Warren Monsees, left, with his son, Gregg, right, and grandson, Peter, amid
the library ladders produced on Howard Street
HOWARD STREET runs a short distance east to west from Centre Street to Mercer, one block north of Canal. At one end is a fish market where men in shabby overalls haul boxes of seafood off trucks by the dollyload; at the other, tourists and model types slink around bazaars and fine boutiques.
Leasing Out Space
In the middle of the strip, the Putnam Rolling Ladder Company and the antiquated clutter of its offices have existed at No. 32 for nearly 80 years. Samuel Putnam started the business in 1905, moving the company there from Water Street in the early 1930s. Since the move to the new building, absurdly little has changed, until recently.
When Mr. Putnam died, Caroline Rehm, his girl Friday, took over, and a few years later, in 1950, she persuaded her nephew Warren Monsees to buy in. He still runs it, now with his son, Gregg, who has been there since 1980. With a similarly anachronistic staff, they represent one of the last producers of custom-made rolling library ladders, routinely staying out of the cross hairs of renovation and resale.
But about a year ago, the Monseeses gave a 10-year lease to the basement and lower three floors of the adjoining five-story building at No. 30, which they also own, to the German fashion designer Jil Sander. The glamorous gala opening of one of the company's highly stylized luxury boutiques took place there on June 12.
All winter and spring, Gregg Monsees had watched uneasily as workers hammered and drilled. The building's exterior is designated a landmark, and the top two of floors of No. 30 have been used to store ladders since the Hoover administration.
But the heart of Putnam's operation is the structure next door, a massive, rambling five-story walk-up, brick-faced and grimy behind a skein of fire escapes, slim columns flanking mostly closed shutters. Buying the building was the best investment the company ever made. The Monseeses receive offers on it daily, staggering sums in the multimillions that mean little to them because they have no interest in selling. The building roots them, as a stalwart anchor in a turbulent sea.
Gregg Monsees is slim and in his late 50s, his hair still honey brown. He wears khakis, burgundy penny loafers and a navy polo shirt. He parts his hair on the side, and when he is flustered, it falls over a pair of dark-rimmed glasses that are missing the left lens. He speaks softly and sometimes wrings his hands, though the gesture is relatively independent of his level of discomfort.
Gregg's father is 85. In winter he goes to work wearing a dark, well-tailored suit (in the summer, seersucker), his white hair impeccably combed. He wore a hat until just a few years ago, when, riding the subway, he looked about him and noticed that people did not wear hats anymore.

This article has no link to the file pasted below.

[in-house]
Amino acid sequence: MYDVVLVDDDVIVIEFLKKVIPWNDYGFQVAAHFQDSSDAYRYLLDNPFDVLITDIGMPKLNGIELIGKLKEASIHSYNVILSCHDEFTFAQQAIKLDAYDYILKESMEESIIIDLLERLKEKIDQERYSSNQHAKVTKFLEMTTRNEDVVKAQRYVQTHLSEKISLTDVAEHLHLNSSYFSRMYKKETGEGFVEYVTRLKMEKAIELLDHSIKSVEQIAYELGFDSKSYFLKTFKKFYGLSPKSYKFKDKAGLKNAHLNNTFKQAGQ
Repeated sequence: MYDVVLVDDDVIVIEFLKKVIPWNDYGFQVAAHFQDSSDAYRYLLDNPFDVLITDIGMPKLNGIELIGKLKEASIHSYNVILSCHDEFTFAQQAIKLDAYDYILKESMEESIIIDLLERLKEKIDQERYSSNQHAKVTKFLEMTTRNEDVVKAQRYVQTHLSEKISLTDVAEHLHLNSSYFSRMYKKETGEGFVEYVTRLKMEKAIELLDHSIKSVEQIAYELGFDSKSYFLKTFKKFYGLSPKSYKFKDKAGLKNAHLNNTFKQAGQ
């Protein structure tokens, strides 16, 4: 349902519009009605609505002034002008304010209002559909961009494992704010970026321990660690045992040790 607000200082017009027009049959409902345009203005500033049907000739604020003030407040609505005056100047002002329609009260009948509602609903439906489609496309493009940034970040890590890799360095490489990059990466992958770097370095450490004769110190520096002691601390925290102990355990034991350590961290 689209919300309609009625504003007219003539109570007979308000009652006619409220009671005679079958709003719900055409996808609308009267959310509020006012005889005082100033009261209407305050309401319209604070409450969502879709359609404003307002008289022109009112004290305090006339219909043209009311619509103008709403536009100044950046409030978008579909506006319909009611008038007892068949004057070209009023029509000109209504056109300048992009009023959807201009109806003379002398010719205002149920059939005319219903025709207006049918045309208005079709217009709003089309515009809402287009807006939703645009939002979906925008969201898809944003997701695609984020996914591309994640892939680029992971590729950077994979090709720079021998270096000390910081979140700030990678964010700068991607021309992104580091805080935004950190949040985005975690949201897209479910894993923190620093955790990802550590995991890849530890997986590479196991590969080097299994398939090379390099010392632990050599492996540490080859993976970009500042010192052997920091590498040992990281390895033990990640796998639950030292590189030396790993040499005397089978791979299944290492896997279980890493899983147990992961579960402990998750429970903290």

On entering the Putnam Ladder Company, one senses some faint climate change, not in temperature so much as time. It's dim in here, modestly lighted, and smelling of maple, oak and cherry. The ceilings are more than 15 feet high; raw, well-trodden boards cover the floor; and towering groves of ladders lean against the walls, reaching many feet into the air.
Ladders are constructed partly in this building and partly in one of four plants in Brooklyn. Here, though, they end up, and here many of them wait.
The offices in back, honeycombed with semipartitioned cubicles of wood and glass, are a paragon of Collyer brothers pack-rattery. Piles of papers amass on shelves, stack up waist high in corners, and pile upon desks, sometime growing to more than a foot until desktops disappear. When this happens, the occupant of the desk simply moves to another desk. In his 27 years here, Gregg Monsees has been through four desks, the remains of which lie dormant like the ruins of abandoned towns. He says it takes him six or seven years to render a desk unworkable.
"It's one of the causes of my divorce," he says dryly. "It's not something to be really proud about. But we now do have a computer."
Periodically, newspaper and magazine writers have stumbled on the place and, seduced by its oddities, written little articles about it. In a photograph accompanying a centennial piece in the magazine Traditional Home, the Monseeses posed next to each other, the son partway up a No. 1 Rolling Ladder, clinging boyishly to the rail and wearing a gold-buttoned sports coat with a red bow tie, and the father, below, wearing his dark winter suit and looking at the brass ladder fixture in his hand as if it had been placed there by God.
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